Immigration Restrictions


Immigration Restrictions
   Laws passed during the second half of the nineteenth and early twentieth centuries by most self-governing colonies in the British Empire to restrict the immigration of Asians, mainly from China, India, and Japan. The European settlers in these colonies, having taken the land from the indigenous inhabitants, sought to avoid the arrival of non-Europeans, whom they perceived as racial inferiors and economic competitors.
   The first immigration restriction laws were passed during the Australian gold rush. A small but steady flow of Chinese, mostly from Guangdong and Fujian provinces, had been arriving in eastern Australia during the 1840s, but this number increased with the discovery in 1854 of rich gold fields in the colony of Victoria. In 1855, the Victorian parliament limited the number of Chinese migrants a ship could carry to one person per 10 tons of ship’s weight and levied a poll or head tax of £10 on each arrival. The neighboring colonies of South Australia and New South Wales passed similar laws to prevent Chinese landing in their territory and then traveling overland to Victoria. When the gold rush declined in the 1860s, all three colonies repealed their legislation.
   Chinese immigration to the west coast of North America led the U.S. Congress to pass the Chinese Exclusion Act of 1881. British Columbia likewise enacted a series of racist laws from 1878. Some of these laws were struck down by the government of Canada, but then in 1885 Ottawa passed an act to restrict Chinese immigration and introduced a head tax. By 1903, this tax had been increased to $300 per person, and in 1906 Newfoundland established a similar levy. The American legislation led the Australian colonies to fear that the American ban on Chinese arrivals would lead to an influx to Australia. During the 1880s, the Australian colonies reintroduced poll taxes and limits on the number allowed to be landed per ship’s tonnage. Western Australia enacted immigration restrictions for the first time, but still allowed Chinese to land in the underpopulated north of the colony.
   European settlers in the southern African colony of Natal targeted their immigration restriction laws against Indians. In 1896, the government stripped Indians of voting rights on the grounds that the country they came from did not have a parliament (there is no record that this argument was used to similarly prevent Russian migrants from voting). In 1897, Natal introduced a law requiring migrants to be able to pass a dictation test in a European language. The dictation test soon became the accepted method to restrict non-European migration throughout the British Empire. In 1902, neighboring Cape Colony copied the Natal legislation. British Columbia had done the same in 1900, although again the Canadian government disallowed the law. New Zealand adopted the dictation test in 1907.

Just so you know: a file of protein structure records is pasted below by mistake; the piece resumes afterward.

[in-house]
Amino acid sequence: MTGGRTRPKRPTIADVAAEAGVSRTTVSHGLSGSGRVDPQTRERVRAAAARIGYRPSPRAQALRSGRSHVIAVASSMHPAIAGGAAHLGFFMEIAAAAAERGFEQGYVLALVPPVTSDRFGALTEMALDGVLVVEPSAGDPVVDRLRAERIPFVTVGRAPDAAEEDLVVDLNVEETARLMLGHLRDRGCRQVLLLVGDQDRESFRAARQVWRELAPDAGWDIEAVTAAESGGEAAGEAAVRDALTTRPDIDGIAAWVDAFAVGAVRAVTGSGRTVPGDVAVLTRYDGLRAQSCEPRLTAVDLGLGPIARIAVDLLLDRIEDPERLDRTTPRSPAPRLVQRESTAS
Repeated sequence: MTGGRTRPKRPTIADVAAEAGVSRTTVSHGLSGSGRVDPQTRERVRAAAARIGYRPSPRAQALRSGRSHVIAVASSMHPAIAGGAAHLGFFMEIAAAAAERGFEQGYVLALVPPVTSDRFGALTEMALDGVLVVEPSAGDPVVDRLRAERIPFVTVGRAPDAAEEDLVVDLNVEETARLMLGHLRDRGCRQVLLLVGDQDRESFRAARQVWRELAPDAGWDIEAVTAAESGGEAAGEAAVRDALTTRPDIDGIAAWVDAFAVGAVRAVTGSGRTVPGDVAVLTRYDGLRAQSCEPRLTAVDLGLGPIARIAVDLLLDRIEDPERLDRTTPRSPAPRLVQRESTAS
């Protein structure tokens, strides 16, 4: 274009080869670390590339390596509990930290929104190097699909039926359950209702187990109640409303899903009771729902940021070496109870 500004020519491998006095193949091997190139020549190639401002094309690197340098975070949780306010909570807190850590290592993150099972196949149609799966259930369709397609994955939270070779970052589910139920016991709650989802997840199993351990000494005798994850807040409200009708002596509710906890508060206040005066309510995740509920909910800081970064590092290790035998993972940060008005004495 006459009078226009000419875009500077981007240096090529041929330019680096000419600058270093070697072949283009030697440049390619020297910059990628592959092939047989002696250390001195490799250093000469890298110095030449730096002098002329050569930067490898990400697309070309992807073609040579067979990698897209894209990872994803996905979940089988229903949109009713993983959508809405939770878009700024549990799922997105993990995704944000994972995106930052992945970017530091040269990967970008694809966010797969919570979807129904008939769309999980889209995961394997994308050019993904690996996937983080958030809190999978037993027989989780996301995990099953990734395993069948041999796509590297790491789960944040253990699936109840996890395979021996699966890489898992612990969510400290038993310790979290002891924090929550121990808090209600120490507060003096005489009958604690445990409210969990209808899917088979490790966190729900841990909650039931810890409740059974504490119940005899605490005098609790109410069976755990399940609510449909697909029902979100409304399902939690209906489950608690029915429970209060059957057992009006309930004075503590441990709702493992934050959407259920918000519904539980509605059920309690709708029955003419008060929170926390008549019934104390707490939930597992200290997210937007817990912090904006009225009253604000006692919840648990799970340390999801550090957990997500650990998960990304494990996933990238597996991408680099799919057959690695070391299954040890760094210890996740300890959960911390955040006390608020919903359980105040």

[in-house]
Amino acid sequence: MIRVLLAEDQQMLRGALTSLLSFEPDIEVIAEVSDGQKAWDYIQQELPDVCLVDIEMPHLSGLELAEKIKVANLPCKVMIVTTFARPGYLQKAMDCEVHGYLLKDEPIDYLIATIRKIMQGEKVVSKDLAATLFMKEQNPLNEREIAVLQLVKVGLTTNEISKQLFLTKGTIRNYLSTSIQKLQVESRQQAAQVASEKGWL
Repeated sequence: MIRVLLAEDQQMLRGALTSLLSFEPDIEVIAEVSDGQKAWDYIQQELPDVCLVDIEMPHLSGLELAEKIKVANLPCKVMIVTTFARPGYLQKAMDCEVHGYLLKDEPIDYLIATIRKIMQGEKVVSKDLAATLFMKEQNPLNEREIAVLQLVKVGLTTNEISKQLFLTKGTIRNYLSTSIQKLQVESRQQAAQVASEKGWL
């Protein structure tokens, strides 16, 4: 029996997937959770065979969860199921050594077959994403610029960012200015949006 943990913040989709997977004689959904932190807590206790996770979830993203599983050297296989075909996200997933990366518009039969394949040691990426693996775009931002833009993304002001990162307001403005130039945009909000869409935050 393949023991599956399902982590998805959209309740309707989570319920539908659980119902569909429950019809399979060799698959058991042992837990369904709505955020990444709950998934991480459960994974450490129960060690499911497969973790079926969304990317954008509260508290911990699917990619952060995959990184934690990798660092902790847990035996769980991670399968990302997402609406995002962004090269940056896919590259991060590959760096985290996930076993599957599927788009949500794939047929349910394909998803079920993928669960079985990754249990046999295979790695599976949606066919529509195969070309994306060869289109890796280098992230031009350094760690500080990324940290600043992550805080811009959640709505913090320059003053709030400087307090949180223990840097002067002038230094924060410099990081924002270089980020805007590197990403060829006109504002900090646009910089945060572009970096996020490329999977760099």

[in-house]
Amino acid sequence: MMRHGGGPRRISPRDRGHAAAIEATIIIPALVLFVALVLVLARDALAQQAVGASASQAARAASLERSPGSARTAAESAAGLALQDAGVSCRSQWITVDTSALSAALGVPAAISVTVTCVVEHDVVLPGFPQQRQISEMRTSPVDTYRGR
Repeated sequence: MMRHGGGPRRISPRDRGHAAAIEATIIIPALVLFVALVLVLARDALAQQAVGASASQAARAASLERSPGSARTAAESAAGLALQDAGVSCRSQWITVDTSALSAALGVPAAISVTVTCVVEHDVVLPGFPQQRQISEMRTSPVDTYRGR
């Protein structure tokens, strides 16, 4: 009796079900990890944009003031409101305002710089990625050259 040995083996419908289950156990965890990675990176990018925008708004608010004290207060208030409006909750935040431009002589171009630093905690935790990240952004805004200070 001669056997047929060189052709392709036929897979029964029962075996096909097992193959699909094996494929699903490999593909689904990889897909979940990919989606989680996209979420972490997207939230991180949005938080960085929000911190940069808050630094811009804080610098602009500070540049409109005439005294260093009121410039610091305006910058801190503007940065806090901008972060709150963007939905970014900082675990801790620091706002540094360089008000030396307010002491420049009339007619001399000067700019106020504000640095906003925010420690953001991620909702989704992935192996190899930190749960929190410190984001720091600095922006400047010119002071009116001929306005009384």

The creation of the Commonwealth of Australia in 1901 enabled the passing of national laws to enforce the “White Australia” policy. The Immigration Restriction Act was passed in 1901, although it was not, as has sometimes been suggested, the first law created by the federal parliament. Once introduced, the dictation test rarely had to be enforced, as it deterred most Asian migrants from even attempting to sail to a country where it was in place.
   The Republic of Transvaal and Orange Free State had introduced immigration restrictions toward Indians while they were independent states, and these remained in place after British annexation. After the establishment of the Union of South Africa in 1910, more anti-Indian laws were passed. Mohandas Karamchand (Mahatma) Gandhi began his career of civil disobedience by leading the protests against this legislation, and eventually forced the government of South Africa to compromise.
   FURTHER READING:
    Hexham, Irving. The Irony of Apartheid. New York: Edwin Mellen Press, 1918;
    Macdonald, Norman. Canada: Immigration and Colonization, 1841–1903. Toronto; Macmillan, 1966;
    Markuc, Andrew. Australian Race Relations, 1788–1993. St. Leondards: Allen & Unwin, 1994;
    Rich, Paul B. Race and Empire in British Politics. New York: Cambridge University Press, 1990;
    Saxon, Alexander. The Indispensable Enemy: Labor and the Anti-Chinese Movement in California. Berkeley: University of California, 1971;
    Windschuttle, Keith. The White Australia Policy. Sydney: Macleay Press, 2004.
   JOHN CONNOR

Encyclopedia of the Age of Imperialism, 1800–1914. 2014.

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